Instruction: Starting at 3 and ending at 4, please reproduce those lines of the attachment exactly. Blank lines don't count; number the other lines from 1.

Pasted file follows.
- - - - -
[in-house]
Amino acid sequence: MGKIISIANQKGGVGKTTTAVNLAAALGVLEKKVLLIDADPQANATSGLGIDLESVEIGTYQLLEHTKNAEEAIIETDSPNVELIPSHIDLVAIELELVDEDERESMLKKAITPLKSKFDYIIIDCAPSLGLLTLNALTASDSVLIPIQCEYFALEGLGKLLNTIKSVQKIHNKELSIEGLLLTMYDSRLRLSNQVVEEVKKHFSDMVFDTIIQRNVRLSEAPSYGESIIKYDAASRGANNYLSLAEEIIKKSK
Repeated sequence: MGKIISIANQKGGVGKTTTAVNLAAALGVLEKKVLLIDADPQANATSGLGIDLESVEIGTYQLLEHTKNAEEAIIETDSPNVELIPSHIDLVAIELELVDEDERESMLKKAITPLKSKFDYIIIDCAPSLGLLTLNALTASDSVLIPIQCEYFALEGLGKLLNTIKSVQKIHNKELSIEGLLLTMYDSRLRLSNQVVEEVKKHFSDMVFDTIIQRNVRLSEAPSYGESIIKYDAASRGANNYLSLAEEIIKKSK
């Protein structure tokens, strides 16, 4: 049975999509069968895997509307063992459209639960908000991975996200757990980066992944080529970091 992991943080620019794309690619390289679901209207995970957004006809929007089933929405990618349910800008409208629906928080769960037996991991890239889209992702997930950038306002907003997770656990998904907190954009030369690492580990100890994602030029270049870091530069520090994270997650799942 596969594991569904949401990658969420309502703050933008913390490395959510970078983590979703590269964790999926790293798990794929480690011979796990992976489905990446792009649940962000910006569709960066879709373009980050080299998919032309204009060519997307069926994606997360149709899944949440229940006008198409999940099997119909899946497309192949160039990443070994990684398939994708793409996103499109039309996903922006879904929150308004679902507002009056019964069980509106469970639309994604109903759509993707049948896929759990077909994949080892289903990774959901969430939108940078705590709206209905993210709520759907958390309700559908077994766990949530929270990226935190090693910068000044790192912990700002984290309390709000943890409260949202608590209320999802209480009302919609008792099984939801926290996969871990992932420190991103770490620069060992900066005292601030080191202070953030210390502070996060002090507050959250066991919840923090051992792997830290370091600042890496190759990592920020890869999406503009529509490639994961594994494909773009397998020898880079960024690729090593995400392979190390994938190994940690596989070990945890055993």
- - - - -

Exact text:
Repeated sequence: MGKIISIANQKGGVGKTTTAVNLAAALGVLEKKVLLIDADPQANATSGLGIDLESVEIGTYQLLEHTKNAEEAIIETDSPNVELIPSHIDLVAIELELVDEDERESMLKKAITPLKSKFDYIIIDCAPSLGLLTLNALTASDSVLIPIQCEYFALEGLGKLLNTIKSVQKIHNKELSIEGLLLTMYDSRLRLSNQVVEEVKKHFSDMVFDTIIQRNVRLSEAPSYGESIIKYDAASRGANNYLSLAEEIIKKSK
């Protein structure tokens, strides 16, 4: 049975999509069968895997509307063992459209639960908000991975996200757990980066992944080529970091 992991943080620019794309690619390289679901209207995970957004006809929007089933929405990618349910800008409208629906928080769960037996991991890239889209992702997930950038306002907003997770656990998904907190954009030369690492580990100890994602030029270049870091530069520090994270997650799942 596969594991569904949401990658969420309502703050933008913390490395959510970078983590979703590269964790999926790293798990794929480690011979796990992976489905990446792009649940962000910006569709960066879709373009980050080299998919032309204009060519997307069926994606997360149709899944949440229940006008198409999940099997119909899946497309192949160039990443070994990684398939994708793409996103499109039309996903922006879904929150308004679902507002009056019964069980509106469970639309994604109903759509993707049948896929759990077909994949080892289903990774959901969430939108940078705590709206209905993210709520759907958390309700559908077994766990949530929270990226935190090693910068000044790192912990700002984290309390709000943890409260949202608590209320999802209480009302919609008792099984939801926290996969871990992932420190991103770490620069060992900066005292601030080191202070953030210390502070996060002090507050959250066991919840923090051992792997830290370091600042890496190759990592920020890869999406503009529509490639994961594994494909773009397998020898880079960024690729090593995400392979190390994938190994940690596989070990945890055993």